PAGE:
Welcome to the wild world of collective bargaining, where the quest for a first-time collective bargaining agreement (CBA) often feels like an episode straight out of ‘Stranger Things’ – unpredictable, a little strange, and full of twists and turns.
Starbucks Workers United: A Coffee Saga
Let’s start with Starbucks Workers United. Picture this: over 8,000 workers, 360 stores, 40 states, organized since August of 2021, and yet – drumroll, please – not a single CBA in sight as of November 2023. It’s like a ‘Groundhog Day’ scenario, where both sides seem stuck in a never-ending loop. Starbucks suggests hundreds of bargaining sessions, but the union’s attendance is like spotting a rare and almost mythical unicorn. The union accuses Starbucks of avoiding negotiations and bad faith bargaining because they don’t want to engage in hybrid bargaining sessions with people calling in via Zoom. The company has thrown unfair labor practice charges at the union, with the union replying in kind. The union called for national negotiations by Starbucks, even though they made the successful argument for organizing by individual stores. Predictably, Starbucks laughs this request off like Eddie Munson strumming his guitar in the Upside Down, unphased and ready for a supernatural showdown.
Starbucks has only three union contracts in all of North America, and those are in Canada, in provinces where collective bargaining plays under different rules. There are no contracts anywhere in the United States, and it’s unlikely that we will see one soon. One thing is sure: this tussle isn’t ending anytime soon, staying more heated than your morning latte.
Trader Joe’s United: Trader Who?
At Trader Joe’s, the plot thickens. Four stores have gone full ‘Viva la Resistance,’ but there’s a catch – the union’s allegations of coercion and intimidation have turned this into a legal thriller. Think ‘Law & Order: Organized Crime’ meets grocery retail. The union is banking on a Cemex bargaining order from the NLRB at a store where the employees have already chosen not to unionize, a move akin to a buzzer-beater in basketball – high stakes, high drama. Though there have been sporadic negotiations, there is no contract to be found.
Apple Retail Union: David vs. Tech Goliath
Over at Apple Retail in Towson, Maryland, it’s like watching David gear up against Goliath. The union’s fighting for better pay and conditions, but Apple’s been accused of playing it as cool as a villain in a spy movie. This battle in Big Tech’s backyard is more gripping than any season finale, and like the others we have mentioned, negotiations seem to be going pretty much nowhere at the moment.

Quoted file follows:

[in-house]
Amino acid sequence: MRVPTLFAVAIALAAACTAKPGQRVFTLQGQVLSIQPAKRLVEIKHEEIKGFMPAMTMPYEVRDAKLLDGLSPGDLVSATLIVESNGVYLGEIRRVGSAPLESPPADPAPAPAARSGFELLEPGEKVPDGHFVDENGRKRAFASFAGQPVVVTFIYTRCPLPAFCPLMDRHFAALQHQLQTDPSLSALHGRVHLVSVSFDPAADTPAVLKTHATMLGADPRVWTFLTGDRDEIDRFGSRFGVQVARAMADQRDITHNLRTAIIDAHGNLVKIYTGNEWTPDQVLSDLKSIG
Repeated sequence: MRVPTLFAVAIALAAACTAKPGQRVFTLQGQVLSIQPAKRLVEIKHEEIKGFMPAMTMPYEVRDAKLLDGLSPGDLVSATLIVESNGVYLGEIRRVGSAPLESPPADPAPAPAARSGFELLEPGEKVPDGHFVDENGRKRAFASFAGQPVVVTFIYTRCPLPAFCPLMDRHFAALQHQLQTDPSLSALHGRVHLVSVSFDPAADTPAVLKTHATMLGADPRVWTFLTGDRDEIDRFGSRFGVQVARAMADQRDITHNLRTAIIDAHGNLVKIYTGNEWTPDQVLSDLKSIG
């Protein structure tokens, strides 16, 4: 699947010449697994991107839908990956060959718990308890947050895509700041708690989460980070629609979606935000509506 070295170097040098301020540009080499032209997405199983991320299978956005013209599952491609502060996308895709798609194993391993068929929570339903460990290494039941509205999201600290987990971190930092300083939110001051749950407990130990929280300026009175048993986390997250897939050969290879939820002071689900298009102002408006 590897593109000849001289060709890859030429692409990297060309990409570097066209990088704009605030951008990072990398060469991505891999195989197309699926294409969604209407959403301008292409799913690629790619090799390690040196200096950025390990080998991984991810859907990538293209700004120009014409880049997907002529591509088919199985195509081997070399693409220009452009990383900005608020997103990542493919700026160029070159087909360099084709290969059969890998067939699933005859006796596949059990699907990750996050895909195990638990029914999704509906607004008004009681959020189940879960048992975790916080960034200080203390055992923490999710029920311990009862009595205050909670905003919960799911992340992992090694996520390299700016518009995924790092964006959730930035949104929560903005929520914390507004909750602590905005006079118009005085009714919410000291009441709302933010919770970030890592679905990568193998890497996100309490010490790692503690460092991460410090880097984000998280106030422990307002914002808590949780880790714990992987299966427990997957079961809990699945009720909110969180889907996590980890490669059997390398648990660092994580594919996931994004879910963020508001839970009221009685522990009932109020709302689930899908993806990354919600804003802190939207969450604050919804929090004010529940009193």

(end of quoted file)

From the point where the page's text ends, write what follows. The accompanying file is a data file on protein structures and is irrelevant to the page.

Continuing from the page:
REI: Not So Great Outdoors
REI workers are in it for the long haul, like a marathon runner with no finish line in sight. They want stability – steady hours, better pay – but feel like they’re up against a corporate strategy as enigmatic as a Christopher Nolan plot. Getting a first union contract is like navigating a scene from “Inception,” ever-shifting and changing, but never sure it is reality.
Chipotle: A Slow-Cooked Drama
Chipotle’s Union tale is a slow-cooked drama. The Teamsters want a living wage and better conditions, but Chipotle’s response? “How about a nickel?” It’s like waiting for your burrito bowl during a lunchtime rush – slow, not always satisfying, and still no contract.
Amazon Labor Union (ALU): The New Frontiers
And then there’s the Amazon Labor Union (ALU), boldly going where no Amazon worker has gone before. They’re like the Starship Enterprise crew of the union world, navigating uncharted territories in unionization with a big win at the Staten Island Amazon warehouse in April 2022 and basically nada to show for it since then. Nearly a year and a half after its victory on Staten Island, the Amazon Labor Union grapples with election losses at other sites and internal conflicts between its leaders. They are caught in the same cycle of ULP charges and lack of progress in negotiations as Starbucks. Current status – no contract at Amazon.
The Big Picture
So, here’s the tea: securing a first-time CBA is tougher than finding a polite comment on Twitter. And thanks to the National Labor Relations Act (NLRA), employers aren’t legally bound to agree to a contract. It’s like being in a ‘Hunger Games’ scenario – may the odds ever be in your favor, but don’t bet your bottom dollar on it.
Ultimately, these unions are all striving for their Hollywood ending, but the script is still being written. Stay tuned – this season of “Union’s First Contracts” is far from over.